Rocket mania surrounds first test flight for SpaceX’s huge new Falcon Heavy
By Marcia Dunn, The Associated Press
CAPE CANAVERAL, Fla. — SpaceX’s hot new monster rocket makes its launch debut this week, blasting off from the same pad that hoisted men to the moon a half-century ago.
The Falcon Heavy won’t surpass NASA’s Saturn V moon rocket, still all-time king of the launch circuit. It won’t even approach the liftoff might of NASA’s space shuttles.
But when it departs on its first test flight — as early as Tuesday — the Heavy, with its three boosters and 27 engines, will be the most powerful working rocket out there today, by a factor of two. Picture SpaceX’s frequent-flyer Falcon 9 and its single booster and then times that by three; the Heavy’s three first-stage boosters are strapped side by side by side.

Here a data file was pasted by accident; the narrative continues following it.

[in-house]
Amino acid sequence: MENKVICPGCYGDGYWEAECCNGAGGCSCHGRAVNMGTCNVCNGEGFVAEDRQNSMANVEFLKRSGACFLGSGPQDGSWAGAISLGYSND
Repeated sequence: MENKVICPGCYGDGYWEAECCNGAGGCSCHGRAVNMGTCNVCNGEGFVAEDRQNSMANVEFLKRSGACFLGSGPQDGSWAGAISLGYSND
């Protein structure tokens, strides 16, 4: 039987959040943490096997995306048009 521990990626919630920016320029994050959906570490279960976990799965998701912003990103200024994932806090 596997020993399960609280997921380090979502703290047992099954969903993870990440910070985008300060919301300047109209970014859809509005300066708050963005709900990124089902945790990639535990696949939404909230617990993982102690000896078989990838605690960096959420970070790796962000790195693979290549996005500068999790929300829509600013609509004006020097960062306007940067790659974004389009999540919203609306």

The Heavy represents serious business for the Hawthorne-based private space company founded 16 years ago by billionaire entrepreneur Elon Musk. With more than 5 million pounds of liftoff thrust — equivalent to 18 747s jetliners — the Heavy will be capable of lifting supersize satellites into orbit and sending spacecraft to the moon, Mars and beyond.
Using another airplane analogy, SpaceX boasts a Heavy could lift a 737 into orbit, passengers, luggage and all.
The company already has some Heavy customers lined up, including the U.S. Air Force.
“I can’t wait to see it fly and to see it fly again and again,” said the Southwest Research Institute’s Alan Stern. He’s the lead scientist for NASA’s New Horizons spacecraft that made an unprecedented fly-by of Pluto and is now headed to an even smaller, icy world on the fringes of the solar system.
Cape Canaveral hasn’t seen this kind of rocket mania since the last space shuttle flight in 2011. Huge crowds are expected for the afternoon launch from Kennedy Space Center. Visitor center tickets for the best […]